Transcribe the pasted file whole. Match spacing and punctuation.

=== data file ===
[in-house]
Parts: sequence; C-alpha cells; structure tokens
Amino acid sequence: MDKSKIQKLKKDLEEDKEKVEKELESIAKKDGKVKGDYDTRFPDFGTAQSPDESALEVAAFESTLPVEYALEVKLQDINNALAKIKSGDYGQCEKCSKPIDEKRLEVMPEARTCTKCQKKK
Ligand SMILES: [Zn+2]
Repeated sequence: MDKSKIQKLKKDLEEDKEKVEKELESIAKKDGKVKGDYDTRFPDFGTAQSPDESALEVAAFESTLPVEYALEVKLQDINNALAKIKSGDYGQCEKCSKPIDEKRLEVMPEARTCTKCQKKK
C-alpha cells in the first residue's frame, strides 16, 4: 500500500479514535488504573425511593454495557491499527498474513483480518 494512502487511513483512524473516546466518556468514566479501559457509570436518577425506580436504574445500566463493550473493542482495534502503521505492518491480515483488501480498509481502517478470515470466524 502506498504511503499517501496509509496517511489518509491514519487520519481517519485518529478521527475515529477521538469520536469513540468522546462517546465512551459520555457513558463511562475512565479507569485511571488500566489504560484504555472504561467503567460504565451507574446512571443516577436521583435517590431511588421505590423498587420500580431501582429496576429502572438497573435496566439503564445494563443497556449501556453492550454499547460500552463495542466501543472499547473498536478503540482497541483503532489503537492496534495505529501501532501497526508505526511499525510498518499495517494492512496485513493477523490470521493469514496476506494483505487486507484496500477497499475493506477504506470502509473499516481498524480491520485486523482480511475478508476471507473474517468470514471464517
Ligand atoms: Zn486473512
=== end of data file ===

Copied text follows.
[in-house]
Parts: sequence; C-alpha cells; structure tokens
Amino acid sequence: MDKSKIQKLKKDLEEDKEKVEKELESIAKKDGKVKGDYDTRFPDFGTAQSPDESALEVAAFESTLPVEYALEVKLQDINNALAKIKSGDYGQCEKCSKPIDEKRLEVMPEARTCTKCQKKK
Ligand SMILES: [Zn+2]
Repeated sequence: MDKSKIQKLKKDLEEDKEKVEKELESIAKKDGKVKGDYDTRFPDFGTAQSPDESALEVAAFESTLPVEYALEVKLQDINNALAKIKSGDYGQCEKCSKPIDEKRLEVMPEARTCTKCQKKK
C-alpha cells in the first residue's frame, strides 16, 4: 500500500479514535488504573425511593454495557491499527498474513483480518 494512502487511513483512524473516546466518556468514566479501559457509570436518577425506580436504574445500566463493550473493542482495534502503521505492518491480515483488501480498509481502517478470515470466524 502506498504511503499517501496509509496517511489518509491514519487520519481517519485518529478521527475515529477521538469520536469513540468522546462517546465512551459520555457513558463511562475512565479507569485511571488500566489504560484504555472504561467503567460504565451507574446512571443516577436521583435517590431511588421505590423498587420500580431501582429496576429502572438497573435496566439503564445494563443497556449501556453492550454499547460500552463495542466501543472499547473498536478503540482497541483503532489503537492496534495505529501501532501497526508505526511499525510498518499495517494492512496485513493477523490470521493469514496476506494483505487486507484496500477497499475493506477504506470502509473499516481498524480491520485486523482480511475478508476471507473474517468470514471464517
Ligand atoms: Zn486473512